I wish I’d known how important the reward is. Unlike punishment, the reward explains to the horse what to do and ensures that he stays content and cooperative throughout the levels. Rewards come in all forms–a pat on the neck or using the voice to say, “Good boy.” A reward can be riding straight and forward after a lateral exercise or letting the horse stretch. The ceasing of an aid, such as a yielding rein or a neutral leg, can also be a reward. For example, if the horse is alert and going forward, he will be rewarded when the rider lightens her leg at the very moment he starts to go nicely. Then the horse will learn that when he feels the pressure of the leg and goes forward, he gets the reward immediately.
Punishment does not tell a horse what to do. It extinguishes a certain misconduct or behavior. For example, it tells the horse that he can’t buck, rear or bite. But it does not explain how to use his body to go more balanced. For example, you see a lot of riders punishing their horses for hanging on the left rein. But they don’t tell the horse in a constructive way what to do, such as showing him that he should soften to the contact or accept the right rein, something the horse will only understand through a reward.
Another way I can reward my horse when first teaching a movement is to only do a step or two and not maintain it. If I want to teach my horse to move sideways from my right leg, for example, and he responds to my leg by moving his haunches left and moving a step to the left, I reward him right away by ceasing my leg aid, petting him and riding straight and forward. Then you do the same thing again. Step-by-step rewarding will ensure that you create a solid understanding of the aids on which you can build. If you insist that your horse continue to do more steps at a time or try to maintain the movement, he will get confused. It will not be clear to him what you want.
Once you get a solid, immediate response to your aid, you can delay the reward and ask for a few more steps. After those additional good steps, in which you have lessened the pressure of the leg, you may reward him by going straight. If you insist without making sure the horse really understands what you want, he will become cranky and unresponsive. Sometimes you can see this at shows: The horse has spur marks in his sides, the rider is pushing and pushing, and the horse is swishing his tail and is tense in his back and unwilling to go forward. The horse and rider are not speaking the same language.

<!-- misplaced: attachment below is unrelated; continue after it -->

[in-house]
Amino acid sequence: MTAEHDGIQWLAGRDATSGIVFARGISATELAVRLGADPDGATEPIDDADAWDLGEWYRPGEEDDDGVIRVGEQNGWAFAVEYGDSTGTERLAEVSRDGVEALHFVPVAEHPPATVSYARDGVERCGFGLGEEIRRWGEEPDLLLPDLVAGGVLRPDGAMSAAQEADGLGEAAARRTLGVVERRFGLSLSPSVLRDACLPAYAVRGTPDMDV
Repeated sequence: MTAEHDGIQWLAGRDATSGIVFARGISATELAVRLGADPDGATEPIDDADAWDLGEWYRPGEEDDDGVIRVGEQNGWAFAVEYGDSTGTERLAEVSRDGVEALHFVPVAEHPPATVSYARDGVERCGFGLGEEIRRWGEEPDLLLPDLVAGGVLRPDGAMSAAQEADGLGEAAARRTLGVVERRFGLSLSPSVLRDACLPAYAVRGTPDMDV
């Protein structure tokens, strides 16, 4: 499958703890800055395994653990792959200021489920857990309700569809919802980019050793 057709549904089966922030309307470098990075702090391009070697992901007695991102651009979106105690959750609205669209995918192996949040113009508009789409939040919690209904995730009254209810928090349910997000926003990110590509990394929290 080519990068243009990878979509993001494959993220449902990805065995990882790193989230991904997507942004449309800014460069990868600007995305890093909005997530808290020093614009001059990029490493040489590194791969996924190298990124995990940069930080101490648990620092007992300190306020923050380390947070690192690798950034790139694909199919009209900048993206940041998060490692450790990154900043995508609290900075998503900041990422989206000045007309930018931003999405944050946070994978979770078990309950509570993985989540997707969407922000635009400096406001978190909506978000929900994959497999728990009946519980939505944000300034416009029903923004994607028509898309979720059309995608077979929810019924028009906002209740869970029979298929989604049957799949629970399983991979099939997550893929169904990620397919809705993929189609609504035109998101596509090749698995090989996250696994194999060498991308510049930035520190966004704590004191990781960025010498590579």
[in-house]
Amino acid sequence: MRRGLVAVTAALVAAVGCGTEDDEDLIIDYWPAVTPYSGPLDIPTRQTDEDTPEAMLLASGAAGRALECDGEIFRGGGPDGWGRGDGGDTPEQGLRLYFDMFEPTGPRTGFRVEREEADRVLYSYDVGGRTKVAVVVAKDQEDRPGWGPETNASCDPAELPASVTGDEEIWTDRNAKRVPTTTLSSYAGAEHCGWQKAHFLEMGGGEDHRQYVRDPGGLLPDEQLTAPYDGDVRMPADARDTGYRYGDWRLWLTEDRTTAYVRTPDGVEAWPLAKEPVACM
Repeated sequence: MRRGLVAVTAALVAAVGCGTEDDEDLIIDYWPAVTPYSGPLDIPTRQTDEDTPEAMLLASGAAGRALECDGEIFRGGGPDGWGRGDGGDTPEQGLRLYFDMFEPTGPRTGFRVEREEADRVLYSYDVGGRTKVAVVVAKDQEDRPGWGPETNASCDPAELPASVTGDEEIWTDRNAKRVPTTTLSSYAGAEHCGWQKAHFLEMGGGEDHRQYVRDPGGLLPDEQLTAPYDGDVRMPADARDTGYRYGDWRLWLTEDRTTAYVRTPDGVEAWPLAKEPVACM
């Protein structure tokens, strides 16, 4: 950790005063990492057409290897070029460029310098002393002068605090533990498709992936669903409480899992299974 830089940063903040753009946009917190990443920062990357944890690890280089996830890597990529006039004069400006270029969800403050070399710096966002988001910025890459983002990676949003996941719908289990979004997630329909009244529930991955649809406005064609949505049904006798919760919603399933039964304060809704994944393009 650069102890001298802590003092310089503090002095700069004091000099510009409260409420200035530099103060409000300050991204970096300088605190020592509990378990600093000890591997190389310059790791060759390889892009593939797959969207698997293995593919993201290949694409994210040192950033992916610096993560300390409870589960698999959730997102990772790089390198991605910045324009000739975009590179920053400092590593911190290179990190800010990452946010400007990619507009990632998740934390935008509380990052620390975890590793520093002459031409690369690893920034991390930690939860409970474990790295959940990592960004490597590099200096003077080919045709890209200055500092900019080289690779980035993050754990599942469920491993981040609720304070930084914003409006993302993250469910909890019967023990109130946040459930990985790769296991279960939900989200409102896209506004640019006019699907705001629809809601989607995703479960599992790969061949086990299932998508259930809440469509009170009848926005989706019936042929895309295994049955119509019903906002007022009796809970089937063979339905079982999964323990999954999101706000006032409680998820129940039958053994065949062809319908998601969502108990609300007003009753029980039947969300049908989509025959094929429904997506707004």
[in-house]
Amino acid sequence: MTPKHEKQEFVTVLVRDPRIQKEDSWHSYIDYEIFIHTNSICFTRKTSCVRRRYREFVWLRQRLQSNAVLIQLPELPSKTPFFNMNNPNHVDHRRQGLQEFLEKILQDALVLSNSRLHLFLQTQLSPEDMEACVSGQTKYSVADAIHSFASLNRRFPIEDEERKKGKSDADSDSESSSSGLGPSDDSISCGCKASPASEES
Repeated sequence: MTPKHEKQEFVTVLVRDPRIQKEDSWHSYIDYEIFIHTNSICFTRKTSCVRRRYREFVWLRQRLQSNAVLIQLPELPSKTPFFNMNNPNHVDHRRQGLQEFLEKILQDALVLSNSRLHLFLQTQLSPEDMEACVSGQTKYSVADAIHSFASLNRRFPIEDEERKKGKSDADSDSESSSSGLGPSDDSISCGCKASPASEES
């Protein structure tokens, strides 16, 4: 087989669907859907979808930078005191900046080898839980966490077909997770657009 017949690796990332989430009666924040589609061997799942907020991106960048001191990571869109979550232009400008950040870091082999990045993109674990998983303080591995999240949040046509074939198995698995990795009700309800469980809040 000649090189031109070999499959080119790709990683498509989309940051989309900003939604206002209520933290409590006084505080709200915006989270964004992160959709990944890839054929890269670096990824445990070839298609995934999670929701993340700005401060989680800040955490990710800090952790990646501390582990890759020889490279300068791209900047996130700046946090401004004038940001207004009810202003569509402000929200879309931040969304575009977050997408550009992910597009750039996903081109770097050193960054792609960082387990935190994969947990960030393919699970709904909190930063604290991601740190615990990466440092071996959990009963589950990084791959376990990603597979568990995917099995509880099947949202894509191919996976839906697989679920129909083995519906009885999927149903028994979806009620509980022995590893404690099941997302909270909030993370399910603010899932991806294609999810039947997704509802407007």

Blind repetition acts like punishment and makes a horse dull. It does not make the horse understand the exercise better. Also, muscles get tired. If the horse does something well, I may do it once again but then I go on to something else.
The principle of rewarding after a good response is just as important when you ride at the highest level, where the demands on the horse reach the limits of his physical ability. If the horse is trained by punishment, drill or repetition, he’ll soon learn to hate his job, and you’ll have a horse that’s not going to work for you. The overall picture won’t be harmonious. On the other hand, if you consistently reward, the horse will stay positive. Look at [Olympic bronze medalist] Debbie McDonald and Brentina. The fact that the horse is doing the most difficult and strenuous exercises so willingly means that there’s a lot of good rewarding work done.
An FEI “I” judge, Hilda Gurney is a pioneer of American dressage. With her Thoroughbred, Keen, she led the United States to the team bronze medal in dressage at the 1976 Olympic Games–the first U.S. dressage medal since 1948. She has competed twice in the Olympics and has won three gold and two silver medals at the Pan American Games. She trains and breeds horses at Keenridge Farm, Calif.